Annabelle Heckler & Tsira Akhobadze

Hanna Duda has been an 1199 homecare worker with the Personal Touch agency for 22 years, since she first arrived in New York from Ukraine. She became a US citizen as soon as she could and quickly applied for family-sponsored visas for her daughters, Liliya Kupchyshyna and Halyna Palis. It took ten years for her youngest daughter, Palis, to be allowed to join her. “It was easier for me, because I was unmarried and had no children at the time,” says Duda’s daughter Palis, who came to the US in 2010. For her older sister Kupchyshyna, it was a tougher process because she had a family. She finally got her exit interview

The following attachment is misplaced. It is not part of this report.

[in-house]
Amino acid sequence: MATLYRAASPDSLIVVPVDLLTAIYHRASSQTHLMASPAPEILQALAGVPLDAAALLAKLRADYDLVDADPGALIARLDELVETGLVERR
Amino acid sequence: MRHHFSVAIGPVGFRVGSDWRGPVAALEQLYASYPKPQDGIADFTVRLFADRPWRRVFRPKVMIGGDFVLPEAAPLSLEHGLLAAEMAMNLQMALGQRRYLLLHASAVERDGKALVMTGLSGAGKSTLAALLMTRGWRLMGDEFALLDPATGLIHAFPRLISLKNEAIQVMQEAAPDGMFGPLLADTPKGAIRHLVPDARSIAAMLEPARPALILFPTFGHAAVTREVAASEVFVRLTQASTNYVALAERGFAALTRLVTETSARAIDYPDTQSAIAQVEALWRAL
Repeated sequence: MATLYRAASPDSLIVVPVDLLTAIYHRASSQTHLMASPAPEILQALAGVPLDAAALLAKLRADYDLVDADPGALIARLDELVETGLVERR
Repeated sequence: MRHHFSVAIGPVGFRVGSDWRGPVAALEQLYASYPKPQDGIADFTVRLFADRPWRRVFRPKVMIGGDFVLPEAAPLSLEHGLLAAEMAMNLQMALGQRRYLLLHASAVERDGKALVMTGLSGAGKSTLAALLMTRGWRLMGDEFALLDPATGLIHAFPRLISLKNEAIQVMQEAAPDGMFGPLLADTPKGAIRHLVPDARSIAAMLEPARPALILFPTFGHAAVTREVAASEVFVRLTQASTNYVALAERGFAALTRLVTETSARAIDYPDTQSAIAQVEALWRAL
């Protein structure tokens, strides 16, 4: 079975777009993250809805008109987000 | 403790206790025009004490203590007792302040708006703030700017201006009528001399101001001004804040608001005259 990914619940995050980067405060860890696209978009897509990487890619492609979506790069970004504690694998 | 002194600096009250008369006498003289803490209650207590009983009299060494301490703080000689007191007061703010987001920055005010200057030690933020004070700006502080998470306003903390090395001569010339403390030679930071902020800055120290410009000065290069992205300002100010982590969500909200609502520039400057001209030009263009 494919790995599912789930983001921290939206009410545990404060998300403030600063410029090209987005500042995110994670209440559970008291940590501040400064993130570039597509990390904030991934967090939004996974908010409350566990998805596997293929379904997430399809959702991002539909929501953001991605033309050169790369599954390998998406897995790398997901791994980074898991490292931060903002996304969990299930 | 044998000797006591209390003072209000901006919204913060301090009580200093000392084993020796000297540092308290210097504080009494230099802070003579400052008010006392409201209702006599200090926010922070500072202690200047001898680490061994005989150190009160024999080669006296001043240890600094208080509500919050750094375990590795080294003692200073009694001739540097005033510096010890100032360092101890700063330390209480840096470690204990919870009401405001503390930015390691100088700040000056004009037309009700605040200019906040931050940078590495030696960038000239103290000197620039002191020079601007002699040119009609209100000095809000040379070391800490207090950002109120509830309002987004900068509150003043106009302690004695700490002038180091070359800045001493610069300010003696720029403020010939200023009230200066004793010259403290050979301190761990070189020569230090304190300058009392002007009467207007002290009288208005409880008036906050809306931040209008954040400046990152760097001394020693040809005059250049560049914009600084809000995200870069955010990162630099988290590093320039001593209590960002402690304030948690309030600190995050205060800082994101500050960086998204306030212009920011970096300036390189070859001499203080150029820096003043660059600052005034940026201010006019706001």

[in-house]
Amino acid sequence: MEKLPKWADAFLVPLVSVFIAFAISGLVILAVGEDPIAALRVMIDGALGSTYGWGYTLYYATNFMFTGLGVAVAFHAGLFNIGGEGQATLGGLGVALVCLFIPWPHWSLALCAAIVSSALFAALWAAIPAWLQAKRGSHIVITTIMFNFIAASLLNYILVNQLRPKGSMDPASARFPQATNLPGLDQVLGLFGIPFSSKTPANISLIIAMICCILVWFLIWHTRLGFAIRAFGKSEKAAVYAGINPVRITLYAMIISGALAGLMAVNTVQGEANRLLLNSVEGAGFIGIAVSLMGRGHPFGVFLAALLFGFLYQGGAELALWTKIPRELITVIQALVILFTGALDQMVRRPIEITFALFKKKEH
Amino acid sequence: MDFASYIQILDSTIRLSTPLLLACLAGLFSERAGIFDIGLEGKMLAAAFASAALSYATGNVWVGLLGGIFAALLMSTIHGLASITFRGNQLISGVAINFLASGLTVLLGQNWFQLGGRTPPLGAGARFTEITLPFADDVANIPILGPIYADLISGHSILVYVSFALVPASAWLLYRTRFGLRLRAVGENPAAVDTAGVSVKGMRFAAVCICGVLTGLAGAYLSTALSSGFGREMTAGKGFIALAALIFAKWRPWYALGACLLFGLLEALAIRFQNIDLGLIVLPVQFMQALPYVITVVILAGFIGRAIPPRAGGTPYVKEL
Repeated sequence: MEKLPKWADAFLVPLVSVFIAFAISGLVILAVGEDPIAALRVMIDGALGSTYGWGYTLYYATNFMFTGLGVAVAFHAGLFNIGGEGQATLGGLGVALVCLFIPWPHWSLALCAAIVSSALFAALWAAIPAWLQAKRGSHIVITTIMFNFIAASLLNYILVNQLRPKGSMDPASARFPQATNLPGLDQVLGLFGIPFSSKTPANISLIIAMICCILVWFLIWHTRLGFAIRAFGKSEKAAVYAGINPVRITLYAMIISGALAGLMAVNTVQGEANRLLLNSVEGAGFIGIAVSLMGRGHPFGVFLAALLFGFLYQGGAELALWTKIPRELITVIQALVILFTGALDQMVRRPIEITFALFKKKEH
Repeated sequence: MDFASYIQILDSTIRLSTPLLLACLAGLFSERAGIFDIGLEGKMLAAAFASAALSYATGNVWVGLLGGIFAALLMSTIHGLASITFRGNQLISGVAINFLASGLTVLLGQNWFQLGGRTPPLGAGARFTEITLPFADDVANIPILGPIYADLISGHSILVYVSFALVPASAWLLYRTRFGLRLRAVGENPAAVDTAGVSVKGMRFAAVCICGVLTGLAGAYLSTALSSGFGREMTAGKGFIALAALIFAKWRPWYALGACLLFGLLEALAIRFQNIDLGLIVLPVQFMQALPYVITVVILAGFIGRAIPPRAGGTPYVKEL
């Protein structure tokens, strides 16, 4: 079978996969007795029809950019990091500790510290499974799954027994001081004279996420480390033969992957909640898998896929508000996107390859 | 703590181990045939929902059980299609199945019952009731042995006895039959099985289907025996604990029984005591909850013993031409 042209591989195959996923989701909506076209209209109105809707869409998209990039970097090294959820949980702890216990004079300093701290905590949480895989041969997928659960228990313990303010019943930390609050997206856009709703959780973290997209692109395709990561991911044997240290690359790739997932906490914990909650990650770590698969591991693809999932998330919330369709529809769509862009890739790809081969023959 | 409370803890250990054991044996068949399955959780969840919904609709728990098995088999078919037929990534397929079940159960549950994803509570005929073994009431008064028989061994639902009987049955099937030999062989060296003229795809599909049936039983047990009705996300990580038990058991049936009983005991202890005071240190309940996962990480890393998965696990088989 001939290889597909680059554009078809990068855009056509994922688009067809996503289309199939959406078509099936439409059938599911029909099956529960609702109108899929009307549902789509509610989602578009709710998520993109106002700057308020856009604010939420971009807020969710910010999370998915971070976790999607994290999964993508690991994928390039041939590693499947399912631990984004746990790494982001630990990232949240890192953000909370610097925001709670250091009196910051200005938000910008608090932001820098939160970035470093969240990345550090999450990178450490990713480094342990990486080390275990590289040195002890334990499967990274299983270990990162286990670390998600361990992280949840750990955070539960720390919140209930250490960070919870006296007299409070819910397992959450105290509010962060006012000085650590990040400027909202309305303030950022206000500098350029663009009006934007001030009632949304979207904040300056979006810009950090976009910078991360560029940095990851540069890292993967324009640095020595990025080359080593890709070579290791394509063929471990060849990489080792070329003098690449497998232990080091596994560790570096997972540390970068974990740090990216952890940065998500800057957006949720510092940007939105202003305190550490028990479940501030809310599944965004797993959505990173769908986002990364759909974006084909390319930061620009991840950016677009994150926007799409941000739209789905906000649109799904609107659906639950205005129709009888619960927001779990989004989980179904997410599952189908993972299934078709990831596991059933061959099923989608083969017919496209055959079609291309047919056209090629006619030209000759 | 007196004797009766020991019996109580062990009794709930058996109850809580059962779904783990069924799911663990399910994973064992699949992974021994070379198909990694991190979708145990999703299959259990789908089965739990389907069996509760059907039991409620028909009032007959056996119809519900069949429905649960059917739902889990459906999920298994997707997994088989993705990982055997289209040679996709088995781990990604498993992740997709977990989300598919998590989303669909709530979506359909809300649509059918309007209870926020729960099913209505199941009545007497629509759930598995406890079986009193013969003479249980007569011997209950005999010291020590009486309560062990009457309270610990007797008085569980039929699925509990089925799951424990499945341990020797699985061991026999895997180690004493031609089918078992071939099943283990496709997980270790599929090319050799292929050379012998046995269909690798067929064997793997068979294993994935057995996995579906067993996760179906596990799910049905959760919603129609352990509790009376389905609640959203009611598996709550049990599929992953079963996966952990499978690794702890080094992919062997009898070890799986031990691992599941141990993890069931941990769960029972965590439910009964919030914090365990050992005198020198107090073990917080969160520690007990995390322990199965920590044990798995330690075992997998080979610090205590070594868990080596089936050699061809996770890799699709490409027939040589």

in November 2021, and her documents were received at the end of January 2022, right before the war started. Kupchyshyna was already planning to leave when the bombs began dropping on February 24. “We heard rumors that something could happen, but we didn’t really believe it; we weren’t prepared. When it started, military regulations were immediate, airports shut down, and we couldn’t go anywhere. The country was at war,” she said. Her mother, Duda, adds: “I could never imagine that I would witness anything like this being done to my country of origin. I'm grateful to God and the US that my children and grandchildren have been given a chance to escape a life filled with sounds of sirens, bombings and explosions.” When the war began, Kupchyshyna was living in Western Ukraine, close to border of Romania and Moldova, away from the intense bombing at the capital. “I tried to help friends who were in the central part of Ukraine, which was damaged the worst. I worked to find shelter and aid for them where I was, since it was safer. Normally, it would take five hours to get from Kiev to my city, but [after the invasion] it took 48-50 hours because a lot of people were trying to escape, the traffic jams were incredible, folks had to wait several hours on a line to cross the border into Poland,” Kupchyshyna said. The escape itself was fraught with danger. “[The Russian military] would break their rules,” recalls Kupchyshyna. “They would say that there was a [humanitarian corridor] for evacuation and give a three-hour window. But then, they would only let people out for 30 minutes and then try to kill anyone else that tried to escape through that route. People couldn’t trust what they said.” With help from Palis and